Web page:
Steve Levitt, University of Chicago economist and author of the #1 bestseller “Freakonomics” and now a sequel, “SuperFreaknonomics”, is an American wunderkind. A few years ago, he won the John Bates Clark Award for the brightest economist under the age of 40. Another bestselling author Malcolm Gladwell (“The Tipping Point”) says that Levitt "has the most interesting mind in America.”
In his books, Levitt has uncovered some fascinating curiosities, such as: a backyard swimming pool is much more dangerous than owning a gun….Chemotherapy only extends the life of old people by only an average two months…..Cable TV has increased the crime rate in America….
In general, Levitt is upbeat about the power of economic analysis to solve problems. Despite facing the worst financial crisis since the Great Depression, we have “the tools to unlock the secrets of the world,” he told me. His books deal with novel ways to solve such diverse problems as hurricanes, global warming, corruption (even in Chicago!), crime, and inflation.
But while Levitt is optimistic about the ability to solve the world’s problems, he is not impressed with what is happening in Washington right now.
I asked him about a variety of issues before Congress right now. For an economist not known for his political biases, he came out swinging.
On the healthcare bill: “Central planning of any kind is bad. It won’t solve the problem, and in fact, will make it worse. Any government program that ignores the fundamental importance of marginal pricing is bound to fail.”
Financial crisis: “The government blew the crisis way out of proportion. It was crazy the way people panicked. This is not the end of capitalism by any means. The Federal government over reacted to the crisis and ran up monstrous deficits. Now we’re paying the price."
Banks and financial institutions “too big to fail”: “A huge mistake, the worst by far because it hurts smaller competitors. This is a real problem.”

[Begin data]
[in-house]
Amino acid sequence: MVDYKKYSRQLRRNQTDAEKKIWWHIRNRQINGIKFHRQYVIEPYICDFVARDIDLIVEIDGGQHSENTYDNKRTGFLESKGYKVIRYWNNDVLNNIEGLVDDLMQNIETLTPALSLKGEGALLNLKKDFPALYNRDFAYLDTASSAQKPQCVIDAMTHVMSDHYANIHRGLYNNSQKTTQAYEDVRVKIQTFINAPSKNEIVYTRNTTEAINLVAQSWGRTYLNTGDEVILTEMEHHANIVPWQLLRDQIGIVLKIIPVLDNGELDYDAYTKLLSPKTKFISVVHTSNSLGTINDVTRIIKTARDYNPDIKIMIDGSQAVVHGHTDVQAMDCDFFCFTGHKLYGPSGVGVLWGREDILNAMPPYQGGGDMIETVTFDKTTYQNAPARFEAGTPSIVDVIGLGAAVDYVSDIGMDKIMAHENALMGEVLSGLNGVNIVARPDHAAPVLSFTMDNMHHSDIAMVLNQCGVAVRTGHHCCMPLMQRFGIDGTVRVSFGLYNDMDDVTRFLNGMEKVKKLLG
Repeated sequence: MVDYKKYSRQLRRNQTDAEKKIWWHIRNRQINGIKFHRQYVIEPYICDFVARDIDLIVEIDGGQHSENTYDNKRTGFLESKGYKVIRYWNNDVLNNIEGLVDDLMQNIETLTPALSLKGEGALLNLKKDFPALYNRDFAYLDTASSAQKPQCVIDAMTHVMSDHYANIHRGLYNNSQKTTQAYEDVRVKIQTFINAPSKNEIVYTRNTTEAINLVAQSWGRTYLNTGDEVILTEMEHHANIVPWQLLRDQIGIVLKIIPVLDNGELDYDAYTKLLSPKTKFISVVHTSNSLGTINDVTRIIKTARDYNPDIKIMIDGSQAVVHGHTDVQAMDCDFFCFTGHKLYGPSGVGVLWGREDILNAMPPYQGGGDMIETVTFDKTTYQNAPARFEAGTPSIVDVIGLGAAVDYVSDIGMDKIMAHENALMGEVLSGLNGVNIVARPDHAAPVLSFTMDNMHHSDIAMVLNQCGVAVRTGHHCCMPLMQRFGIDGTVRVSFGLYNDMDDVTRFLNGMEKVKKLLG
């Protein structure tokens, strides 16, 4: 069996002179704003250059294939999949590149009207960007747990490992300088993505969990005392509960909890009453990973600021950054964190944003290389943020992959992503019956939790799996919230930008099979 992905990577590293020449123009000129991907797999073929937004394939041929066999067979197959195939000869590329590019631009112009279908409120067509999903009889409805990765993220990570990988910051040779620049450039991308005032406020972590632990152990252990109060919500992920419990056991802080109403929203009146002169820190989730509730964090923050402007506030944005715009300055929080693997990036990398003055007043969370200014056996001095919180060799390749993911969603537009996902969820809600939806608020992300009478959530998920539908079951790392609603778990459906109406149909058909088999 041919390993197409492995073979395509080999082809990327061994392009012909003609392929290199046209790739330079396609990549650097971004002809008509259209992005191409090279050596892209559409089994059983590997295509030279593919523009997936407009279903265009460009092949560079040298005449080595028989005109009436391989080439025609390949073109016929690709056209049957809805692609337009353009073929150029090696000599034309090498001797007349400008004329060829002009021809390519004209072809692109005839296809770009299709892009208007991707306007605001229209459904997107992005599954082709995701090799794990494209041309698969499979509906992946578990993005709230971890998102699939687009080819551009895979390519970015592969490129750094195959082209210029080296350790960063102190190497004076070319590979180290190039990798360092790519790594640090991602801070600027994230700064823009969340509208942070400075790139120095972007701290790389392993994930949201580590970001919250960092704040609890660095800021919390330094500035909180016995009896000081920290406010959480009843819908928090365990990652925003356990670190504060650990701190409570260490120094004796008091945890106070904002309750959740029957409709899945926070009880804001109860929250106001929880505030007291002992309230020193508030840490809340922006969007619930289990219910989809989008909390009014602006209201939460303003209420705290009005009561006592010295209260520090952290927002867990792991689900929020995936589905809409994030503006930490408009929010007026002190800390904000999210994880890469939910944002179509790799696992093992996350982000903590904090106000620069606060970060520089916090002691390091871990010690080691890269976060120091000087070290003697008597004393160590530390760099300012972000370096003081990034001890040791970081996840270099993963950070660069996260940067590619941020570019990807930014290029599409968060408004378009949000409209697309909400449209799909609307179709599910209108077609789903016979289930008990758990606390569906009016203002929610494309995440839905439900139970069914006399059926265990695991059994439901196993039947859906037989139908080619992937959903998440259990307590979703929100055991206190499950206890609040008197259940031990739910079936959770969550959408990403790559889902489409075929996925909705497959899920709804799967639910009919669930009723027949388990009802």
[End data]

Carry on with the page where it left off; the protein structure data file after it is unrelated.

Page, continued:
Flat tax idea: “I like it. We need to make the world simpler, and do away with all the special exemptions such as deductions for mortgages, employer health care, etc., and substitute one simple flat income tax rate.”
His latest book, “SuperFreakonomics,” argues that self-interest is much stronger than people think, even when it comes to donating to charities and other altruistic causes. Even people who give anonymously might be doing so for selfish reasons, to keep their name off fundraising lists.
I asked him, “Does that mean you are a fan of Ayn Rand and her philosophy of selfishness?”
“No,” he responded. “I’m more a fan of Adam Smith.” Adam Smith actually taught that commerce and trade moderates the passions of greed and selfishness, and encourages tradesmen to respond to the needs of others without engaging in fraud and deception. At the same time, he wrote, “I have never known much good done by those who affected to trade for the public good.”
As I left, I noticed a copy of Reason magazine on his desk. “Are you a subscriber?” I asked.
“They send it to me for free. But I do read the magazine from time to time and find it valuable.”
Maybe it’s time we brought Steve Levitt to Washington to head up Obama’s National Economic Council.